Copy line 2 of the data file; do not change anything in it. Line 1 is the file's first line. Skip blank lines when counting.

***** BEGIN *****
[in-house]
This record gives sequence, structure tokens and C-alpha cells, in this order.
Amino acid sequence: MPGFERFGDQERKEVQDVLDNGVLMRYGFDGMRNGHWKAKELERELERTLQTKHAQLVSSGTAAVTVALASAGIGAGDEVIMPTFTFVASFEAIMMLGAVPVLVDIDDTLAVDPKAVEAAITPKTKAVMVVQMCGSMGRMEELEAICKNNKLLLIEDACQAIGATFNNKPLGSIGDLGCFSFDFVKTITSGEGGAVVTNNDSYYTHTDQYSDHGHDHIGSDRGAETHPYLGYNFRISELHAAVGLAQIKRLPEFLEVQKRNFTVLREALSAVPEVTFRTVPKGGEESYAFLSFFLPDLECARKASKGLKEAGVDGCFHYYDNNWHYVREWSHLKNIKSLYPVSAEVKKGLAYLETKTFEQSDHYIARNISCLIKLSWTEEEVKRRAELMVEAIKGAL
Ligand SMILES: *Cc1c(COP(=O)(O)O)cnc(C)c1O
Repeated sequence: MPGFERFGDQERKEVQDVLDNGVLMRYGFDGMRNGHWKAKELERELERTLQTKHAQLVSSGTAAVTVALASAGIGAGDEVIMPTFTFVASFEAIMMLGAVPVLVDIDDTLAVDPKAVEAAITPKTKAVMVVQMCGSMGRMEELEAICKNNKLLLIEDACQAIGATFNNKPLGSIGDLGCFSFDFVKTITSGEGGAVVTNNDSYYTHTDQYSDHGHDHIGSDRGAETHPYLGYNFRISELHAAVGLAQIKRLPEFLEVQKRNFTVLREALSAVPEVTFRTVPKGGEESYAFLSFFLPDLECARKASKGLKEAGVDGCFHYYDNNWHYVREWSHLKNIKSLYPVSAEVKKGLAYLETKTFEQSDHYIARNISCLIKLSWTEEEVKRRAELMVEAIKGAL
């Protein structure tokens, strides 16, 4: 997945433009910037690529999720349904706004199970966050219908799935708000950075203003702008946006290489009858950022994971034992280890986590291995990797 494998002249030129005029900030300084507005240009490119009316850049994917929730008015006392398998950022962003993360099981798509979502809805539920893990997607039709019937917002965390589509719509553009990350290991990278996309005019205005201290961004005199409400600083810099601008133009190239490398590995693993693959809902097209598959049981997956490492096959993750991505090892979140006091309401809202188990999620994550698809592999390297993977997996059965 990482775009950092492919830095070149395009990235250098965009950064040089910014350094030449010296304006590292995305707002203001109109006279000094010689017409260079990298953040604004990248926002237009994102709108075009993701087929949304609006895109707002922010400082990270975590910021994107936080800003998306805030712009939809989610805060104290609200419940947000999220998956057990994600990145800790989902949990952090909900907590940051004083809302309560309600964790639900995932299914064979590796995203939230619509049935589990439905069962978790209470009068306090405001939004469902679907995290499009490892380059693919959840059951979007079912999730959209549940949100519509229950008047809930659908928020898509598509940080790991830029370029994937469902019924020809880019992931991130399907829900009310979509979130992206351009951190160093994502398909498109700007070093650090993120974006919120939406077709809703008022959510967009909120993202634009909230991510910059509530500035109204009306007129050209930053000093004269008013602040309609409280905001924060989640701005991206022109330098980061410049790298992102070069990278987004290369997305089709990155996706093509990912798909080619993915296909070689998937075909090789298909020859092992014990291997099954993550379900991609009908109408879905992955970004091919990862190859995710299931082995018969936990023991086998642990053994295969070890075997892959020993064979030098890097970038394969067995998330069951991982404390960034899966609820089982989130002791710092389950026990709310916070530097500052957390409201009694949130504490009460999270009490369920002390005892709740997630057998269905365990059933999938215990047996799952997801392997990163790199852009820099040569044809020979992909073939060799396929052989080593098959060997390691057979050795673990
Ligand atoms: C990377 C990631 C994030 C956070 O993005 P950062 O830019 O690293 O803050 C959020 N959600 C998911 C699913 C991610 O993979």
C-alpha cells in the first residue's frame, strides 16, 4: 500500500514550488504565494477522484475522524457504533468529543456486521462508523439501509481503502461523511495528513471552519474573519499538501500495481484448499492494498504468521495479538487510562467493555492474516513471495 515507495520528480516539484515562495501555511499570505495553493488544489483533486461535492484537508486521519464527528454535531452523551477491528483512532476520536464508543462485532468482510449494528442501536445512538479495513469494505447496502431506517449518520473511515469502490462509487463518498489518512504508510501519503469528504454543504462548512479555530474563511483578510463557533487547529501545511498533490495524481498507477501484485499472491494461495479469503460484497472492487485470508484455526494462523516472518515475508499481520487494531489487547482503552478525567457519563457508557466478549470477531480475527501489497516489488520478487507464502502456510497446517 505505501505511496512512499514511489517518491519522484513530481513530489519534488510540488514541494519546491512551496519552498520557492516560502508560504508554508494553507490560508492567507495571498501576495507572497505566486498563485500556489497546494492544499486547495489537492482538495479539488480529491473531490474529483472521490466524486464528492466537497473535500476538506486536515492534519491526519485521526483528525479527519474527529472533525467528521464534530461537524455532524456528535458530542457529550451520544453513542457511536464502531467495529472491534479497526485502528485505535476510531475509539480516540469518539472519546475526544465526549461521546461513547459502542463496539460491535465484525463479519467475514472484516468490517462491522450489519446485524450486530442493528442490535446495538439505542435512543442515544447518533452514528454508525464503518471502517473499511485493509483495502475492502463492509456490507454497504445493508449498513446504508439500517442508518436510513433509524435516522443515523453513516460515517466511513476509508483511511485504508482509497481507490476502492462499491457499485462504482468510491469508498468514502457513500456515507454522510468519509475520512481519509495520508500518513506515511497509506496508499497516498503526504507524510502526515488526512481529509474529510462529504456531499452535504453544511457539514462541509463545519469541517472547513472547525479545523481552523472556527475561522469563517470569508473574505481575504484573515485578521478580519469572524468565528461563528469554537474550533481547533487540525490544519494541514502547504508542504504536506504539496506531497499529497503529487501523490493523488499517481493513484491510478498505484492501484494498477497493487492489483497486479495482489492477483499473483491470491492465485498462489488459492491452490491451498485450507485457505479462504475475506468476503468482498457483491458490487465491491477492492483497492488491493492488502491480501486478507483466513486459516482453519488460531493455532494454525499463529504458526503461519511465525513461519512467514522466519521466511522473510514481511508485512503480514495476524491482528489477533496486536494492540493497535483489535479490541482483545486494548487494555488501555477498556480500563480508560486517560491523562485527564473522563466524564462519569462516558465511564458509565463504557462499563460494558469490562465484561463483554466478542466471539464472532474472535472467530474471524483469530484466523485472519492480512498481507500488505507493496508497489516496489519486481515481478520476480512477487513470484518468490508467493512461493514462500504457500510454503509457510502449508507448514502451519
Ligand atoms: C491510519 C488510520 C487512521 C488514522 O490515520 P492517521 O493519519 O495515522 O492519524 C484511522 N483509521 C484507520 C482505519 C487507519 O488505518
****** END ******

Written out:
This record gives sequence, structure tokens and C-alpha cells, in this order.